On a rainy Sunday morning last fall, I listened eagerly as a guest preacher addressed our church for the first time: ‘Beloved, let’s read from the book of Jonah, chapter two….’ Something in the intimacy of this address caught my attention. Beloved. A strange term, spoken by a stranger. This guy, a stranger to our church by any worldly standard, didn’t know a single member of our congregation save the pastor. Yet almost instinctively, he called us ‘beloved’. Though he blessed us with a faithful exposition of Jonah, it was this greeting that stuck with me long after he had finished his sermon.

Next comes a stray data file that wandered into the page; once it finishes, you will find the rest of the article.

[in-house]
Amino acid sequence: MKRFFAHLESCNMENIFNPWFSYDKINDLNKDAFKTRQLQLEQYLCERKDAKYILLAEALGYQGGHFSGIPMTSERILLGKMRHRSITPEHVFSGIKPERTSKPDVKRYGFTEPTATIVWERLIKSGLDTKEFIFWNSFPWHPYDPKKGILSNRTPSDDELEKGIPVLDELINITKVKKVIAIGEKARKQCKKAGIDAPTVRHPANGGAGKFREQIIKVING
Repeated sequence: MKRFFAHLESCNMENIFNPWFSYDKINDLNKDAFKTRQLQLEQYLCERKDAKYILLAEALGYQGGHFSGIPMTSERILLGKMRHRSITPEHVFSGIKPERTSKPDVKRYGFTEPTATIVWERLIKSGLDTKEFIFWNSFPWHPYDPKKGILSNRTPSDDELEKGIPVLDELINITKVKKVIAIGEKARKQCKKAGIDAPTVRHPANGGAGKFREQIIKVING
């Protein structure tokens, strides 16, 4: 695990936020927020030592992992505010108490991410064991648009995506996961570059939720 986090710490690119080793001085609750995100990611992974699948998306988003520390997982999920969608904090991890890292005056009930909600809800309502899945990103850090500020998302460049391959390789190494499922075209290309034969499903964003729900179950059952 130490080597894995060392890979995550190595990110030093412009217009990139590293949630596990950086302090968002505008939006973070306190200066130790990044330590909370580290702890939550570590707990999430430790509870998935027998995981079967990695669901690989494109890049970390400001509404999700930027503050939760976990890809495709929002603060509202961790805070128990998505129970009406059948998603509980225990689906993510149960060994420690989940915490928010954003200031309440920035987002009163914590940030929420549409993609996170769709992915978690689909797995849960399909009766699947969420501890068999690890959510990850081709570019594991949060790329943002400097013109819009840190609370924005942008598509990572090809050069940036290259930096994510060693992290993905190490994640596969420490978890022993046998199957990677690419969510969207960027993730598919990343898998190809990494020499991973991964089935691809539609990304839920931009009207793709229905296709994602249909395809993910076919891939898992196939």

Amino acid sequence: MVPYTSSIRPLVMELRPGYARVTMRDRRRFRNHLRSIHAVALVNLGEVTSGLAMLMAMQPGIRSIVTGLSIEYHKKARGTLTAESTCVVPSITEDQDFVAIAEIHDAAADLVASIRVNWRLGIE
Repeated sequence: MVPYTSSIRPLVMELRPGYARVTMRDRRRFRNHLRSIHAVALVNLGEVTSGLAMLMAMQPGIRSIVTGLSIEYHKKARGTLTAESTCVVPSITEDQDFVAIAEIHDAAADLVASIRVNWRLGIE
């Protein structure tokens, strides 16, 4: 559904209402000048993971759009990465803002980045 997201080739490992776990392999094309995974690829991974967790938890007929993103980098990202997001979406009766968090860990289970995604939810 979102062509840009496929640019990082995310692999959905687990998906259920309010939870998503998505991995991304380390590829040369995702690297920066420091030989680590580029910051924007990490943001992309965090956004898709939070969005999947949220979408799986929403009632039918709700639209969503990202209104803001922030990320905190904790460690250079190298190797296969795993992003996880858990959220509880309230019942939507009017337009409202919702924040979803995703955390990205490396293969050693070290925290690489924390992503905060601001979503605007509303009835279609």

In our age of expressive individualism and magnified secularity, it’s not often that we’re greeted by strangers in such affectionate terms. What struck me about this little episode was simply how Christian it was; how inherently Christian it was. He was addressing us as fellow blood-bought brethren of Christ—God’s true and adopted children, all of whom share a mutual inheritance in His kingdom. As the true ‘heirs of God’, as the Apostle Paul declares in Romans 8, we are all, quite literally, spiritual kin. Thus does Paul, in Romans 12, call us to ‘love one another with brotherly affection.’ To this brother then, following the clear witness of Scripture, it was only natural that he address his Christian siblings with an expression of affinity and love. It didn’t matter that he had never met us before. We were all justified before God our Father by the blood of a shared precious Savior, and ‘born again to a living hope,’ ‘to an inheritance that is imperishable, undefiled, and unfading’ (1 Peter 1:3–4). As Christians, we are bound together by thick cords of communion, of which consanguineous and affinal connections are only a faint type. ‘Beloved’ of our Father God, it was clear we were the ‘beloved’ of this faithful fellow-heir, our brother.